Every September when MLB rosters expand from 25 men to 40 there is a chance for young players that have been stashed in the minor leagues all season to come up and make an impression. Sometimes that impression is so brilliant that it's impossible to keep expectations in check over what amounts to a minuscule sample size. That impression can be a precursor to a successful professional career, or only amount to a flash in the pan that fizzles out before it ever really gets started. In September of 1998, Yankees fans were treated to a call-up that arrived with guns blazing in the form of outfielder Shane Spencer.
Spencer was a 28th-round draft pick by the Yankees in 1990 when I was barely a year old. It took him nine seasons to crack the big league level in 1998.
He briefly appeared in two games in April of '98 to replace the injured Chili Davis before he was called up off-and-on four times during the season and ultimately rejoined the team in September for the remainder of the season through the Yankees' World Series run.
As you know, the 1998 Yankees team was special, but Spencer managed to put his name on the map with an incredibly impressive stretch of games that would seal his place on one of the greatest Yankees teams ever.
The 14 regular season September games that Spencer spent in the big leagues with the Yankees in '98 saw the Yankees only lose three times. Spencer lit the baseball world on fire with a .421/.476/1.105 batting line that included three grand slams, eight home runs, and five go-ahead hits. He reached base in eight consecutive games and strung together a six-game hitting streak. As the Yankees charged through the ALDS and ALCS on their way to their World Series championship over the San Diego Padres, Spencer kept hitting. He homered in his first postseason at-bat against the Texas Rangers in the ALDS before stumbling a bit in the ALCS against the Cleveland Indians. In his lone World Series game, Spencer doubled and struck out twice.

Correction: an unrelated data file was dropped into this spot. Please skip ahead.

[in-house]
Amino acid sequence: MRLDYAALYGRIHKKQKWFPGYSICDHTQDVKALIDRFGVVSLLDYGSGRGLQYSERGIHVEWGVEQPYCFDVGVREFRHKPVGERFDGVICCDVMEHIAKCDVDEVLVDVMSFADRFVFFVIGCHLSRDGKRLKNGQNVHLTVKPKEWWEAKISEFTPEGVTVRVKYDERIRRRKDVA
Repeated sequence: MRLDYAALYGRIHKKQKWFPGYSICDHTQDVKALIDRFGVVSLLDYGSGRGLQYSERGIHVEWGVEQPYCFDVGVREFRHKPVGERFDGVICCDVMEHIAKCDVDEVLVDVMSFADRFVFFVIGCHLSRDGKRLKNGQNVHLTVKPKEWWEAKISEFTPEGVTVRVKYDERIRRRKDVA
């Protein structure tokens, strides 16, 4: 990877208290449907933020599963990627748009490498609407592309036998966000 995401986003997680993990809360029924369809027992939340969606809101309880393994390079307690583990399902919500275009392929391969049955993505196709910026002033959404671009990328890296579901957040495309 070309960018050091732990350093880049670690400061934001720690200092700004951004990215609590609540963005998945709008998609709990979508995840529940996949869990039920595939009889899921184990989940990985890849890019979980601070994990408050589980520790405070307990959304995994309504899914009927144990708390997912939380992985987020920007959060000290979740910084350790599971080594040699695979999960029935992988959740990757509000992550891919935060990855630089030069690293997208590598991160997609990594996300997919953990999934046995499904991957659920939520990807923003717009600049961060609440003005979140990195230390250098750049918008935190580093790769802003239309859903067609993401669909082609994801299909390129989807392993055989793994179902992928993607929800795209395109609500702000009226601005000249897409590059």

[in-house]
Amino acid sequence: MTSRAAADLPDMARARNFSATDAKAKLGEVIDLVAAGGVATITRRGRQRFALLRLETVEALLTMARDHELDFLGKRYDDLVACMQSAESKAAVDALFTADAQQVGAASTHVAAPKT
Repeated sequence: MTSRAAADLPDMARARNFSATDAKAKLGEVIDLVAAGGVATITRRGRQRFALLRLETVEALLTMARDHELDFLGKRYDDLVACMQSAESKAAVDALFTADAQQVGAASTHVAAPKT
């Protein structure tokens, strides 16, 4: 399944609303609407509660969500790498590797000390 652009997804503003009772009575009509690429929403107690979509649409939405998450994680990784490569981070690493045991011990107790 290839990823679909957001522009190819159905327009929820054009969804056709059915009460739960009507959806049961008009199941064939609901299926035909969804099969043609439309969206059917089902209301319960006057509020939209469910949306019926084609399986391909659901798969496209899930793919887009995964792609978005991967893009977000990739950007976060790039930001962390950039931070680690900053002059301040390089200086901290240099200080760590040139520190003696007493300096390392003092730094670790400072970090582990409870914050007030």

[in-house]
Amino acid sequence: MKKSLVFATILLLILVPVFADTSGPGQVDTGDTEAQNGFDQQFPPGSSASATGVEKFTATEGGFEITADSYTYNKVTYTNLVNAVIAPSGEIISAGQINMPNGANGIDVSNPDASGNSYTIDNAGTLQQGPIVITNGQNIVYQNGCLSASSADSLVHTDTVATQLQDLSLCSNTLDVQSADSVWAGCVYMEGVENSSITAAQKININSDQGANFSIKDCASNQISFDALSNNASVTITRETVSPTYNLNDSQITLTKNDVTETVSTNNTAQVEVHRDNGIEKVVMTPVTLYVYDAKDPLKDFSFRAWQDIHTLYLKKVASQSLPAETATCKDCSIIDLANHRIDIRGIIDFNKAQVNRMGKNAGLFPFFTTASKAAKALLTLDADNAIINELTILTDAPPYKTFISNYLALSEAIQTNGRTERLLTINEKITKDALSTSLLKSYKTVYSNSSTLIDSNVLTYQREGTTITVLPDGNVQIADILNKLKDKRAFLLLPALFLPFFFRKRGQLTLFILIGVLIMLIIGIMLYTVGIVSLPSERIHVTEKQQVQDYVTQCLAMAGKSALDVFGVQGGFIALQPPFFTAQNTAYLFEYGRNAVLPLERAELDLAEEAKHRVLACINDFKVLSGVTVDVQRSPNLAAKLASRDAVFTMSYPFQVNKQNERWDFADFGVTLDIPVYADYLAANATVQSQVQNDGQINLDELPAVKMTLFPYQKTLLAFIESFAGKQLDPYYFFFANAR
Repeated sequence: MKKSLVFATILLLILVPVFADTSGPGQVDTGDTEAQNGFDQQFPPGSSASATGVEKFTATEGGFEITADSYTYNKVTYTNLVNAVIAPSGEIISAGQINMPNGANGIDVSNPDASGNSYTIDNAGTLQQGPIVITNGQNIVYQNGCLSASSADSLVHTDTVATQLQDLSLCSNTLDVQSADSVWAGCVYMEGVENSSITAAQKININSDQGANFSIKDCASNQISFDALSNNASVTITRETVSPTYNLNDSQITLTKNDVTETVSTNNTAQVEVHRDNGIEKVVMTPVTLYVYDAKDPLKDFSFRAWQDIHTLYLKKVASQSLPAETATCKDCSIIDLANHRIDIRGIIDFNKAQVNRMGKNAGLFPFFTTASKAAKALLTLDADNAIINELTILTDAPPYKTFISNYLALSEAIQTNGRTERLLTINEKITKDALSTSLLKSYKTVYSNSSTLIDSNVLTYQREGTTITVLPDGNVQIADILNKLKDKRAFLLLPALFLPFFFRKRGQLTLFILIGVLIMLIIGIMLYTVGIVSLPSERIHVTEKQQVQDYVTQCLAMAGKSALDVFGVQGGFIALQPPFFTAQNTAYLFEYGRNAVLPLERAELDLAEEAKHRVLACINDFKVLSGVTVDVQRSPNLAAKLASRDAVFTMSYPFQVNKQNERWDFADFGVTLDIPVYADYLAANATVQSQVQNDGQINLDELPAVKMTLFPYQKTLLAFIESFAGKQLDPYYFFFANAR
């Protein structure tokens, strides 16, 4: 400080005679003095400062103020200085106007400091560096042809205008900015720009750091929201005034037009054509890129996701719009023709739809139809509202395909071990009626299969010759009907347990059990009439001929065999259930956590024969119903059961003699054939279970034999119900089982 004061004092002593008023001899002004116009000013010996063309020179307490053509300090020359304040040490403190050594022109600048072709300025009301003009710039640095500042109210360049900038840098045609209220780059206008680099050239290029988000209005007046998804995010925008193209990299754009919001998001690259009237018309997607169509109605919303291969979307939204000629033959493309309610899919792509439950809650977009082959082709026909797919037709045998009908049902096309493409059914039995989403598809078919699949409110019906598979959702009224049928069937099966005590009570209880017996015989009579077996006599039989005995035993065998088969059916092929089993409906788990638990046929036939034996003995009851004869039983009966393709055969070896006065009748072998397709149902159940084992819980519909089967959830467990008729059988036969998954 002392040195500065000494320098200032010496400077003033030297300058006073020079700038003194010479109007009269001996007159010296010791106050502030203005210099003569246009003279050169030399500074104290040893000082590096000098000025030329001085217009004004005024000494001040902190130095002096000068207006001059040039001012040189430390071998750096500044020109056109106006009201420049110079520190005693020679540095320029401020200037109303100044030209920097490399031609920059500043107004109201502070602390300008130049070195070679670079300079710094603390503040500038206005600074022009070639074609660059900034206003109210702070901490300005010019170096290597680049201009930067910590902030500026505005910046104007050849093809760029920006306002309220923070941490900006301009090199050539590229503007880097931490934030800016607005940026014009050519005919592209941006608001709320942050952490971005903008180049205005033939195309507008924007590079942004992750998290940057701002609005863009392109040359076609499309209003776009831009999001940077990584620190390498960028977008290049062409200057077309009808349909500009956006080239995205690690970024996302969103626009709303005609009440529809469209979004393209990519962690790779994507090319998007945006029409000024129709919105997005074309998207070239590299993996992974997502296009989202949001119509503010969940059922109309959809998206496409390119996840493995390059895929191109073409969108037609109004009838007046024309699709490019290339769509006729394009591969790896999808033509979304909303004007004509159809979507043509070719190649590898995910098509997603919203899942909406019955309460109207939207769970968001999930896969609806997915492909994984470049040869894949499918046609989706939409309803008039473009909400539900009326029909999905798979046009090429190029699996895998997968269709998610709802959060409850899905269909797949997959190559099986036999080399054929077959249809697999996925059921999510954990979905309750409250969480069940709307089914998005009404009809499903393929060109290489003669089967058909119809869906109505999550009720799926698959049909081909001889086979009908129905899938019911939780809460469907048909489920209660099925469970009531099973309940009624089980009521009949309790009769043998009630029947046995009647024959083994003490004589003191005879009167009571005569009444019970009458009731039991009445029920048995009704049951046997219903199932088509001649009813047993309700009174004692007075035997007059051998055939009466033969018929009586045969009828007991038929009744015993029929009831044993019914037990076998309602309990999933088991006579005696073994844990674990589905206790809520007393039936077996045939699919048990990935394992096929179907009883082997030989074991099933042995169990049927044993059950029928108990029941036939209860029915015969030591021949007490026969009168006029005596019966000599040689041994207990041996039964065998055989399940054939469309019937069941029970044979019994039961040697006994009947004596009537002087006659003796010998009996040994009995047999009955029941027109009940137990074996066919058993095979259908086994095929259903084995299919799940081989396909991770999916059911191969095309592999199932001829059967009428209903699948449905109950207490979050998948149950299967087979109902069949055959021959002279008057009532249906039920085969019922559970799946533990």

Unfortunately, Spencer never found the same success he had in 1998 again. His next best season by OPS was 2000 when he batted .282/.330/.460 in 73 games for the Yankees. The team let Spencer walk as a free agent before the 2003 season when he signed on with the Indians before bouncing around with the New York Mets and a second stint with the Yankees briefly in 2004. He briefly tried to play in Japan with the Hanshin Tigers, but was cut before the 2006 season.
The three-time World Series champion ran into trouble off the baseball field all too often after his brilliant September in New York, which further took a bit of the shine off what he accomplished on the field. Spencer's playing days are behind him now, but he is still involved with baseball as the hitting coach of the Somerset Patriots of the Independent League. On a team of stars that were the best in the game that year like the '98 club, Spencer managed to hold his own as the Yankees put up one of the most impressive seasons in MLB on their way to their 24th championship. It is disappointing that even some of Spencer's success couldn't be sustained so that his September could be seen as the beginning of a successful career instead of a brief memory that Yankees fans can recall from one of the best seasons in our generation's memory. Being a part of three teams that won the World Series isn't a terrible consolation prize, though.
Another batch of September call-ups will make their way to the Bronx in a week with the goal of making even half the impression that Spencer did in his 14 games. Everyone has a chance to be that, even if that success can only be fleeting.